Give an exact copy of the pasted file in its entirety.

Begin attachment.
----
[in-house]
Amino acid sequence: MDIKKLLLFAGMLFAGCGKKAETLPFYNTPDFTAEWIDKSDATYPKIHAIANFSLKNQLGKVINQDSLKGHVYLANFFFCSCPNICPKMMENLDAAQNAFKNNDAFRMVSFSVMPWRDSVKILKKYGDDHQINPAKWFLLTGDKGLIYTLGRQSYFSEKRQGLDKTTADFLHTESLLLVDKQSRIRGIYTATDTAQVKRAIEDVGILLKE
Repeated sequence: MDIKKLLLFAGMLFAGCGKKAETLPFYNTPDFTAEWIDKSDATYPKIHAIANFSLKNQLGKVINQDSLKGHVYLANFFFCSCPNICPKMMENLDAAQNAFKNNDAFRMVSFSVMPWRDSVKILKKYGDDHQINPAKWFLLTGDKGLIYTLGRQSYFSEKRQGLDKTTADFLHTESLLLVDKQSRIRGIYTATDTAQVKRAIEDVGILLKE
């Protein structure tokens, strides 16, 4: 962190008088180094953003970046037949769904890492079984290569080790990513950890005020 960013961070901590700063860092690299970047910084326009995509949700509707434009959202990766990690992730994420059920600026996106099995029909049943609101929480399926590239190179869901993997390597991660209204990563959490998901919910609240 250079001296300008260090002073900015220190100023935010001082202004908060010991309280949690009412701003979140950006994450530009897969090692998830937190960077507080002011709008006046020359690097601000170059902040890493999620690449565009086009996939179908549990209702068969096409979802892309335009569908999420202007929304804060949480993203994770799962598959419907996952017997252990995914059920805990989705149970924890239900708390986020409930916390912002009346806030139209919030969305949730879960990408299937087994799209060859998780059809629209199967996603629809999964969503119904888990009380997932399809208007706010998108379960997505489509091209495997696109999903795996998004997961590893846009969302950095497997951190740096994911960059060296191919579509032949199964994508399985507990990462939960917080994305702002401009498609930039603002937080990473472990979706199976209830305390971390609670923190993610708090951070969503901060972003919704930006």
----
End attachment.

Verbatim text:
[in-house]
Amino acid sequence: MDIKKLLLFAGMLFAGCGKKAETLPFYNTPDFTAEWIDKSDATYPKIHAIANFSLKNQLGKVINQDSLKGHVYLANFFFCSCPNICPKMMENLDAAQNAFKNNDAFRMVSFSVMPWRDSVKILKKYGDDHQINPAKWFLLTGDKGLIYTLGRQSYFSEKRQGLDKTTADFLHTESLLLVDKQSRIRGIYTATDTAQVKRAIEDVGILLKE
Repeated sequence: MDIKKLLLFAGMLFAGCGKKAETLPFYNTPDFTAEWIDKSDATYPKIHAIANFSLKNQLGKVINQDSLKGHVYLANFFFCSCPNICPKMMENLDAAQNAFKNNDAFRMVSFSVMPWRDSVKILKKYGDDHQINPAKWFLLTGDKGLIYTLGRQSYFSEKRQGLDKTTADFLHTESLLLVDKQSRIRGIYTATDTAQVKRAIEDVGILLKE
């Protein structure tokens, strides 16, 4: 962190008088180094953003970046037949769904890492079984290569080790990513950890005020 960013961070901590700063860092690299970047910084326009995509949700509707434009959202990766990690992730994420059920600026996106099995029909049943609101929480399926590239190179869901993997390597991660209204990563959490998901919910609240 250079001296300008260090002073900015220190100023935010001082202004908060010991309280949690009412701003979140950006994450530009897969090692998830937190960077507080002011709008006046020359690097601000170059902040890493999620690449565009086009996939179908549990209702068969096409979802892309335009569908999420202007929304804060949480993203994770799962598959419907996952017997252990995914059920805990989705149970924890239900708390986020409930916390912002009346806030139209919030969305949730879960990408299937087994799209060859998780059809629209199967996603629809999964969503119904888990009380997932399809208007706010998108379960997505489509091209495997696109999903795996998004997961590893846009969302950095497997951190740096994911960059060296191919579509032949199964994508399985507990990462939960917080994305702002401009498609930039603002937080990473472990979706199976209830305390971390609670923190993610708090951070969503901060972003919704930006």